That’s the Fed’s policy, anyway. Based on comments from Fed members this week, they are clearly in the higher rates for a longer camp.

In Friday’s Morning Recon, Guilfoyle writes, “Asked on Bloomberg TV by Mike McKee about the trajectory of forward-looking policy given Chicago-traded futures markets forecast rate cuts later in 2023, [San Francisco Fed President Mary] Daly said: “I don’t see that happening at all.”

Next week’s Consumer Price Index (CPI) inflation report is unlikely to change his view or that of anyone else on the committee.

The Cleveland Fed Nowcast forecast is for September’s headline and core CPI, excluding volatile energy and food prices, at 8.2% and 6.64%, respectively. In August, the readings were 8.3% and 6.3%. Falling gasoline prices have helped headline CPI, but the core is slower to react and remains stubbornly high. As a result, Nowcast estimates fourth quarter core CPI to be 6.55%, up rather than down, from 6.35% in the third quarter.

It’s a similar situation for the Personal Consumption Expenditures or PCE price index. The Fed’s 2% inflation target targets the core PCE, which is the overall PCE excluding energy and food. Nowcast pegs the base PCE at 5.11% and 5.12% in September and October, respectively. Additionally, he estimates that the core PCE in the fourth quarter will climb to 5.26% from 4.47% in the third quarter.

Again, this is not encouraging for those hoping the Fed is about to reverse course.

The smart game

Stocks rose on Monday and Tuesday after a dismal September, but most of those gains were erased by the closing bell on Friday. It looks like risk trading, selling stocks and bonds to buy money market funds, is still going strong.

That equities remain under pressure from higher rates is not too surprising, given that history shows equities perform best when the Fed cuts interest rates. When it comes to aggressive (extremely bearish) rate hikes, like this year, stocks falter. The following chart from the 1997 edition of Martin Zweig’s Winning on Wall Street reinforces that equities are likely to be a tough sled until the Fed is friendly again.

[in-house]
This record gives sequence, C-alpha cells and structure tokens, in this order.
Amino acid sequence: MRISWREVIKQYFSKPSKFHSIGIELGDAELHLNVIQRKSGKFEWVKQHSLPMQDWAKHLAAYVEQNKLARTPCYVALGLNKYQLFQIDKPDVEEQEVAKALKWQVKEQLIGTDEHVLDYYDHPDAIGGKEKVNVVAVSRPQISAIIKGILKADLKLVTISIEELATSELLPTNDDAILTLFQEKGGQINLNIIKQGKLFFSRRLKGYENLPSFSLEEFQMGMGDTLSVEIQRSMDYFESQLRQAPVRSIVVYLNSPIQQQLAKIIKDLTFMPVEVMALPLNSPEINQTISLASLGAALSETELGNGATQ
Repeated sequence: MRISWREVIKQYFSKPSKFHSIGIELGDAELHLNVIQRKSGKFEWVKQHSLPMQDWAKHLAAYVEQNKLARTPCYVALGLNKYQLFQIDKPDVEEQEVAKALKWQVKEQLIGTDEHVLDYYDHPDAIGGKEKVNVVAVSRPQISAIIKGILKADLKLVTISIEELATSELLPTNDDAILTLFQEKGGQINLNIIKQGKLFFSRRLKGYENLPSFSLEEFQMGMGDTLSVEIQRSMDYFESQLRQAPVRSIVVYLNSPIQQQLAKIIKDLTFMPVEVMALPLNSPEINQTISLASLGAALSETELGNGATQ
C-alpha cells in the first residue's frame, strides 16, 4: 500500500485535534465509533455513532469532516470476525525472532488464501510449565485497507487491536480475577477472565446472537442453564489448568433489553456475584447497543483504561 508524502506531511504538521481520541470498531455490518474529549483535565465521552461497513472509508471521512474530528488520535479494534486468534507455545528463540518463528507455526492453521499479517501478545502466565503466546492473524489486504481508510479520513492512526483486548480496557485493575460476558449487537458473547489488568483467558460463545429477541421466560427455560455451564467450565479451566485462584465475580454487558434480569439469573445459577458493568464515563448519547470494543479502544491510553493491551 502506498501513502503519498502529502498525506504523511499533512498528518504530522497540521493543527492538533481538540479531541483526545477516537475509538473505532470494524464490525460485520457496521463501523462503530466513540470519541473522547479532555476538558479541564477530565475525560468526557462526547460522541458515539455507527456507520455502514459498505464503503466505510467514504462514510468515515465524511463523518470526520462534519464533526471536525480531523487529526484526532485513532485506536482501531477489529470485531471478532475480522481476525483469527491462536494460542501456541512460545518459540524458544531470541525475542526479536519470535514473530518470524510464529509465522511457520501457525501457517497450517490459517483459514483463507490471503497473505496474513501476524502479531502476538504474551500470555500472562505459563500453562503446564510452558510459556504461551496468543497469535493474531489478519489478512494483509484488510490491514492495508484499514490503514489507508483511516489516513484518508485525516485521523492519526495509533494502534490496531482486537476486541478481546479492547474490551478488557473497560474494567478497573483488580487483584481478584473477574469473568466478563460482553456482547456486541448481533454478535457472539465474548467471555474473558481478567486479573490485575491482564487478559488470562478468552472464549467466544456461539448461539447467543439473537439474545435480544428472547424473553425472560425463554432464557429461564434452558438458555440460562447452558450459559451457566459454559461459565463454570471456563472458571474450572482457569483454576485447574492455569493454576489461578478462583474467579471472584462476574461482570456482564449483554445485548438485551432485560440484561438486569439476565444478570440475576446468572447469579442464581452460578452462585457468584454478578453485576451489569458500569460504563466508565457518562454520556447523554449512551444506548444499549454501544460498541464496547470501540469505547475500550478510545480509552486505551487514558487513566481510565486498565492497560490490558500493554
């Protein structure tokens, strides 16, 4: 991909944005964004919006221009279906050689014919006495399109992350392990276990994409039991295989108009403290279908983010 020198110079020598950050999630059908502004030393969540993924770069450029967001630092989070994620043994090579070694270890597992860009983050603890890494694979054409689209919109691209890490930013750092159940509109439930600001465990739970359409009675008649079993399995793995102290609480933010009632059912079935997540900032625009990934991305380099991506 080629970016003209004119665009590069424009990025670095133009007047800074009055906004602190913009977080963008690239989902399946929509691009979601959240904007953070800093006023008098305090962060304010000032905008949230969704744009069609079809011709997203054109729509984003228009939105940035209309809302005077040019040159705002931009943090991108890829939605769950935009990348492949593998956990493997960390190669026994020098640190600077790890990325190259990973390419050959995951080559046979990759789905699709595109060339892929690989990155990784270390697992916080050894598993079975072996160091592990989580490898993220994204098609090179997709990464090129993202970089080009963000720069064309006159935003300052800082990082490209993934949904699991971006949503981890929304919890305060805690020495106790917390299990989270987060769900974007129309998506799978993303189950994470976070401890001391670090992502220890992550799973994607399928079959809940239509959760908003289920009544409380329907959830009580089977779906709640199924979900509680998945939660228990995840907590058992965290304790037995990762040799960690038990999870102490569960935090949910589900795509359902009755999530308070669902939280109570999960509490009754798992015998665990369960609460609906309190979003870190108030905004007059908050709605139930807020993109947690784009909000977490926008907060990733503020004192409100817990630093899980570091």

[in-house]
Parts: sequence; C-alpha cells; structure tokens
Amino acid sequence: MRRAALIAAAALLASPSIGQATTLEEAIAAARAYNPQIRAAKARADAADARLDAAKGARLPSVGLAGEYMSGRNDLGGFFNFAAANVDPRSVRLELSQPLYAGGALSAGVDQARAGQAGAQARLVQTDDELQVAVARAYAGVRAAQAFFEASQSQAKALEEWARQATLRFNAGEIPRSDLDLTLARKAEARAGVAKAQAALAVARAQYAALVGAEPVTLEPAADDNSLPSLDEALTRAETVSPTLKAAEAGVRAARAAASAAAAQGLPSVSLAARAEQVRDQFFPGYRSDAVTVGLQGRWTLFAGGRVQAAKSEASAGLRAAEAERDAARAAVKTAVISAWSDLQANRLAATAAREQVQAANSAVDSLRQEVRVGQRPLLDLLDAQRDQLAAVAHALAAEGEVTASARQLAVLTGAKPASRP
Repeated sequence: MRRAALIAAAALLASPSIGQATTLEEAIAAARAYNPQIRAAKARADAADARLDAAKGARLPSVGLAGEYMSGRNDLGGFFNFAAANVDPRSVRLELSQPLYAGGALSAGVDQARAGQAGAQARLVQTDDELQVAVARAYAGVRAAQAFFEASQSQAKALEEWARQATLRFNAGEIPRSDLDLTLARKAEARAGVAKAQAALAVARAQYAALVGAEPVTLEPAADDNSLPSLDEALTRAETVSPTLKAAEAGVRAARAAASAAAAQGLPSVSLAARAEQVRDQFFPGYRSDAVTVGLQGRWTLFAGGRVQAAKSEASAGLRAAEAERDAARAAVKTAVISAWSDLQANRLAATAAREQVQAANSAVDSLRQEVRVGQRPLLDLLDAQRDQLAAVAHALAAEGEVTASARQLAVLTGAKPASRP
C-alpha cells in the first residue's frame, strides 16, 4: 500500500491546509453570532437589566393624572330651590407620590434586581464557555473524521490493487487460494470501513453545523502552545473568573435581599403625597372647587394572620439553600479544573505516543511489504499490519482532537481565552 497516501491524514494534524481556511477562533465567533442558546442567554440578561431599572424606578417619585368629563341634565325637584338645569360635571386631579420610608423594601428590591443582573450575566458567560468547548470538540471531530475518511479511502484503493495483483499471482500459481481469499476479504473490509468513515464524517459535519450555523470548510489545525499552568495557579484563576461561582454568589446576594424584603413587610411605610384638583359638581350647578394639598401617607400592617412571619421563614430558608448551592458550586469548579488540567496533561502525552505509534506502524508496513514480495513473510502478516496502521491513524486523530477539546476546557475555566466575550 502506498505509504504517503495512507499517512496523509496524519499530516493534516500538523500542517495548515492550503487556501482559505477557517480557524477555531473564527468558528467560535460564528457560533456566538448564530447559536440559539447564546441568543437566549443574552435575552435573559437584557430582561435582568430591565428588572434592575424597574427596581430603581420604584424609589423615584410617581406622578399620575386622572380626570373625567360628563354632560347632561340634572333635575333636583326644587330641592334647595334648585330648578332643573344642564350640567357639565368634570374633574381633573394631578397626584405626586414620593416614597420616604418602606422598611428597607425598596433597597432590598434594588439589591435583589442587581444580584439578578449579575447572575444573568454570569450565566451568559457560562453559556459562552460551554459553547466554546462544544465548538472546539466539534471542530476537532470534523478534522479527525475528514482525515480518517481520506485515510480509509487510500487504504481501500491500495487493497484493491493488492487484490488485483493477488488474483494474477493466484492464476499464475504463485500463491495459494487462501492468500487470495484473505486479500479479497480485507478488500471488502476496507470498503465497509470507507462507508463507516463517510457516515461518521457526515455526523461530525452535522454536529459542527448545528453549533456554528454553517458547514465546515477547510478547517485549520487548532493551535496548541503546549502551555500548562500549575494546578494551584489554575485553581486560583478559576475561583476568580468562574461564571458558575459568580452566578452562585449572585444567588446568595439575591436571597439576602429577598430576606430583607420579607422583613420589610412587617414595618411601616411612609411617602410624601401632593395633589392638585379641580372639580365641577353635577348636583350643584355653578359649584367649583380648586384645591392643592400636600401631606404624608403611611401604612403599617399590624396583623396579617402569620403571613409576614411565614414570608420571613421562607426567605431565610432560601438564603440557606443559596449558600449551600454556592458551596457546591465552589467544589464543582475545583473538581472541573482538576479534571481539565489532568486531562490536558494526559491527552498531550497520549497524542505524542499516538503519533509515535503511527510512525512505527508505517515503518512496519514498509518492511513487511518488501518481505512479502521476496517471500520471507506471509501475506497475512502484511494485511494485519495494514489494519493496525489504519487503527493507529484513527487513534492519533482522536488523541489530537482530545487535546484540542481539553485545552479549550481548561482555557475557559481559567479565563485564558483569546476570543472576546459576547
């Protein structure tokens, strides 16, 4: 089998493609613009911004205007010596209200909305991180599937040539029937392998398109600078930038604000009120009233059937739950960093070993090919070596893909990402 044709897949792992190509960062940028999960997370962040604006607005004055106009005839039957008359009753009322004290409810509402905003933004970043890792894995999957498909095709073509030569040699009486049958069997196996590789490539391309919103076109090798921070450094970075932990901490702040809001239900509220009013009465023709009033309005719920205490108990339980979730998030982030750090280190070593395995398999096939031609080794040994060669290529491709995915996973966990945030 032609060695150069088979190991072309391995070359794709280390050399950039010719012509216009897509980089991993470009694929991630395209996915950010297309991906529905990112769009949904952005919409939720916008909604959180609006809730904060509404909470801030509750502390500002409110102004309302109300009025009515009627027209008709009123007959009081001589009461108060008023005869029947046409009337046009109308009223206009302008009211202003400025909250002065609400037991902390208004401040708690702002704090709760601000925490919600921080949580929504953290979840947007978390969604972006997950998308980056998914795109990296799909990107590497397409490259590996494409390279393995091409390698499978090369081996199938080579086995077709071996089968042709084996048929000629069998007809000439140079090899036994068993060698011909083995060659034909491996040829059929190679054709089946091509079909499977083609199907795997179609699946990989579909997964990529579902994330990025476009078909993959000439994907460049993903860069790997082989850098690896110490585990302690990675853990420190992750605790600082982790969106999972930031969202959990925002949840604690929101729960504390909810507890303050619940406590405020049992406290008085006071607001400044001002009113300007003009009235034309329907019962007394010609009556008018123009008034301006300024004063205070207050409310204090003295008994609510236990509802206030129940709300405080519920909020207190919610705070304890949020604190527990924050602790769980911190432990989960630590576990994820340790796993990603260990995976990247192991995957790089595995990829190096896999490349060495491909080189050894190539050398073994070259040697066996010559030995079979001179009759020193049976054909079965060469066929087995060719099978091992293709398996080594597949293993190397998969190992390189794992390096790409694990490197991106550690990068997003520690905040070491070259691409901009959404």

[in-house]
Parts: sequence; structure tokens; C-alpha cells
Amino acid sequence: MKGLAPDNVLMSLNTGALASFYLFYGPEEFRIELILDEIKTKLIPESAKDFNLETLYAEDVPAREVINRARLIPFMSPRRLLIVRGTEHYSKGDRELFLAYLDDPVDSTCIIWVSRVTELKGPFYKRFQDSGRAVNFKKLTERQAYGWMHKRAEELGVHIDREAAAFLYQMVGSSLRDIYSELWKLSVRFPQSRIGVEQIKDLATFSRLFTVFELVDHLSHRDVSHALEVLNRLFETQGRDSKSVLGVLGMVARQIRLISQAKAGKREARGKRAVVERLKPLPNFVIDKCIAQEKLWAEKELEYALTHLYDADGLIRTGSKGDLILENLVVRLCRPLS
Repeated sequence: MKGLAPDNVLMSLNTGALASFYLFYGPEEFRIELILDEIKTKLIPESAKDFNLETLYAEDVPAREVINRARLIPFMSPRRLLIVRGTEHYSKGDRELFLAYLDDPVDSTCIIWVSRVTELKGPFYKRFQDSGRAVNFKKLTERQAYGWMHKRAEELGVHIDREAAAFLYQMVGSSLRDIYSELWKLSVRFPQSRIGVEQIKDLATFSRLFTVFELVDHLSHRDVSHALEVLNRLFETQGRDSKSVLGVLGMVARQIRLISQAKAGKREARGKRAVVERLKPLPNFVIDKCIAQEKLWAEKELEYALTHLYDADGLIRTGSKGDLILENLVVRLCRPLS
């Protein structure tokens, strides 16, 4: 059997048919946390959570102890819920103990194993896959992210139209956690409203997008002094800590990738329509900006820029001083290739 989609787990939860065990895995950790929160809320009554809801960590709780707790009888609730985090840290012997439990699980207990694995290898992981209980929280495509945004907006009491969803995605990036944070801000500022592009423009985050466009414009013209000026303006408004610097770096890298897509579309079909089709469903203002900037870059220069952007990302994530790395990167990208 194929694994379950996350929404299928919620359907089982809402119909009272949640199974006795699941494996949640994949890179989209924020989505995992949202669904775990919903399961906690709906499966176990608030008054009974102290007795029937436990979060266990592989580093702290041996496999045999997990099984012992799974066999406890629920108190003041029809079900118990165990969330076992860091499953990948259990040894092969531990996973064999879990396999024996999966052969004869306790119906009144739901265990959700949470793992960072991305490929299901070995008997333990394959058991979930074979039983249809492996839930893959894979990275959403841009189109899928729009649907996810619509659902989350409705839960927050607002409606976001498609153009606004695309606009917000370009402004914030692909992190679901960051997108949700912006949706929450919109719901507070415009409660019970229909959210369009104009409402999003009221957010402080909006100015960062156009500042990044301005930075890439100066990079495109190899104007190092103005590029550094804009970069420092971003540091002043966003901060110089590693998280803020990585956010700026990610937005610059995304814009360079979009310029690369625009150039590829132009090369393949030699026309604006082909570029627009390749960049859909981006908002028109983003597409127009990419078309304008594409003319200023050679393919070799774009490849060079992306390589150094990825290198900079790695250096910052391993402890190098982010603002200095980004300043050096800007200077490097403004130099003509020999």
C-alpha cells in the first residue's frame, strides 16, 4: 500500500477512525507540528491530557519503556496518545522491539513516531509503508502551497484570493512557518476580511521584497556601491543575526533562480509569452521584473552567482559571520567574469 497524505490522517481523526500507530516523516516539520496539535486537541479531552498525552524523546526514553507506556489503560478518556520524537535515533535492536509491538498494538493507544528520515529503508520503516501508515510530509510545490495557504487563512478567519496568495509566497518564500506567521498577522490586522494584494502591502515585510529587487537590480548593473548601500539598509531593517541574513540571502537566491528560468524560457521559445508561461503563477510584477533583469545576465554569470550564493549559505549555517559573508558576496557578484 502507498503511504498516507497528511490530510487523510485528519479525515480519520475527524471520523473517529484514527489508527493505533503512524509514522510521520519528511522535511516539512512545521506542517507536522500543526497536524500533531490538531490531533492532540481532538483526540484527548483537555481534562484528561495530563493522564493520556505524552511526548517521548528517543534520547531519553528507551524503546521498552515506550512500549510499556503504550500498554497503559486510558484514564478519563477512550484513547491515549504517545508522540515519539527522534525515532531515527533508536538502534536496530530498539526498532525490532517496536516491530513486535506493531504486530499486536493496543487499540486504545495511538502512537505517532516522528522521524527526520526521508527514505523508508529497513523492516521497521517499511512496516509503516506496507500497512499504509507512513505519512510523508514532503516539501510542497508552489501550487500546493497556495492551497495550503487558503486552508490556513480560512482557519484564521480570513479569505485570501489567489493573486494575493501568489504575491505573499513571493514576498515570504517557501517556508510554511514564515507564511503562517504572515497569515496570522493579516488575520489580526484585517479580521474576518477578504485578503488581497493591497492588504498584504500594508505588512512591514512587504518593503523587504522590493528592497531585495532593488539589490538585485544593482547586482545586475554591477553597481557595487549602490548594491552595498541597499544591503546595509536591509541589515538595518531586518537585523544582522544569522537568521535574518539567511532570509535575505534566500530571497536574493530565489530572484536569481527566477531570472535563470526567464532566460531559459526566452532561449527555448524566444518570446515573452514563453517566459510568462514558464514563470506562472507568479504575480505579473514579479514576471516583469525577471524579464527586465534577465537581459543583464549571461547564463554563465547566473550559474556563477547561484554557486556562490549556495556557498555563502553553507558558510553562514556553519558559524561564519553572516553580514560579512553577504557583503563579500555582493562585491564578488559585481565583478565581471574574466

powered indicator.jfif

Of course, if you’re a long-term investor, that doesn’t necessarily mean you have to change your financial plan. Dollar cost averaging in the S&P 500 during bear markets has always paid off as the index eventually hit new highs. Emotional decisions made in bear markets based on short-term data can cause more long-term problems than they solve. Remember that bear markets are not a new phenomenon.

Short and medium-term investors have a harder time fighting. The Fed tends to outrun cuts and hikes, and while Fed members now speak the same harsh language, historically, you can’t take their word for it. Guilfoyle wrote this week, “Remember the FOMC was going to raise rates through 2019. They cut rates all year instead that year. The FOMC was, at one point, going to stick with rates through 2023. Ahem. These kinds of unwavering statements in a time of ongoing uncertainty are both childish and dangerous. They have no idea.

Since the first year of bull markets offers significantly better returns than subsequent years, investors will want to keep an eye on economic data and any potential changes in Fed language. Until then, it remains important to invest defensively, such as using gradual exposure, avoiding margins, using stop losses, selling short and limiting exposure to highly volatile stocks.

Leslie M. Gill